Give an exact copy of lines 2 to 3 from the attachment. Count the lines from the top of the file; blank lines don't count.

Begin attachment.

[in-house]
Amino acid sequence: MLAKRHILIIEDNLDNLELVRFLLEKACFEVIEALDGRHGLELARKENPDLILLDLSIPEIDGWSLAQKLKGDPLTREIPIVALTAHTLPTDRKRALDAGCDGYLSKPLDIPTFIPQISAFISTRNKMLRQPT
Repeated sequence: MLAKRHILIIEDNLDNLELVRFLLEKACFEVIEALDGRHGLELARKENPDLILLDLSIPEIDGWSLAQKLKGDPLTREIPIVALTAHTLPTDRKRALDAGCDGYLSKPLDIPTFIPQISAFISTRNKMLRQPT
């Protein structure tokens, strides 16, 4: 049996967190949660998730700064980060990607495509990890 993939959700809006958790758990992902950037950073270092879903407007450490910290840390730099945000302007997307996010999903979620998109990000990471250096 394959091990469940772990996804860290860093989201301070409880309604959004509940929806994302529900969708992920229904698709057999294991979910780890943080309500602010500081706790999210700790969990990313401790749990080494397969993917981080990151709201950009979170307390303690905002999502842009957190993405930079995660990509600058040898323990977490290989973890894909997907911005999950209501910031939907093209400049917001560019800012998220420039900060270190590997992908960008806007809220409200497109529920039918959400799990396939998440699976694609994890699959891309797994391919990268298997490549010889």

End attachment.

Amino acid sequence: MLAKRHILIIEDNLDNLELVRFLLEKACFEVIEALDGRHGLELARKENPDLILLDLSIPEIDGWSLAQKLKGDPLTREIPIVALTAHTLPTDRKRALDAGCDGYLSKPLDIPTFIPQISAFISTRNKMLRQPT
Repeated sequence: MLAKRHILIIEDNLDNLELVRFLLEKACFEVIEALDGRHGLELARKENPDLILLDLSIPEIDGWSLAQKLKGDPLTREIPIVALTAHTLPTDRKRALDAGCDGYLSKPLDIPTFIPQISAFISTRNKMLRQPT